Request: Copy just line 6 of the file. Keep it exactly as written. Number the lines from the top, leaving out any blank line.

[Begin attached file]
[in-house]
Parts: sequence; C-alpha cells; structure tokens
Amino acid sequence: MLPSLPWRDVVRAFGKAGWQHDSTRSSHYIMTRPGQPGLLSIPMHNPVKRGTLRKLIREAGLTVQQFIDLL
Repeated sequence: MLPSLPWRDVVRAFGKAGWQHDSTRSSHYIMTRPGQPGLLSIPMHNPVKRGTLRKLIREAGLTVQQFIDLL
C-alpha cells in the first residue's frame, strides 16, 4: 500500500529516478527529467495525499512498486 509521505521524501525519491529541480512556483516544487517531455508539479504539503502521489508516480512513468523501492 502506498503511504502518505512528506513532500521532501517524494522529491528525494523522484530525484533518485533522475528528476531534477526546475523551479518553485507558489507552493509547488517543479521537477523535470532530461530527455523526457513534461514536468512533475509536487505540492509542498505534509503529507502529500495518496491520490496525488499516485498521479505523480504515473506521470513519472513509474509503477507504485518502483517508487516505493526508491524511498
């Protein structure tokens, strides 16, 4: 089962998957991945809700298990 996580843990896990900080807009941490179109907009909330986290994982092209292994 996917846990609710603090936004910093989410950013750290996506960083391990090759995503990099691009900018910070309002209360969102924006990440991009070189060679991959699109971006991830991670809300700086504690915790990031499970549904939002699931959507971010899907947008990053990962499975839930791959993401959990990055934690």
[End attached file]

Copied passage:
């Protein structure tokens, strides 16, 4: 089962998957991945809700298990 996580843990896990900080807009941490179109907009909330986290994982092209292994 996917846990609710603090936004910093989410950013750290996506960083391990090759995503990099691009900018910070309002209360969102924006990440991009070189060679991959699109971006991830991670809300700086504690915790990031499970549904939002699931959507971010899907947008990053990962499975839930791959993401959990990055934690």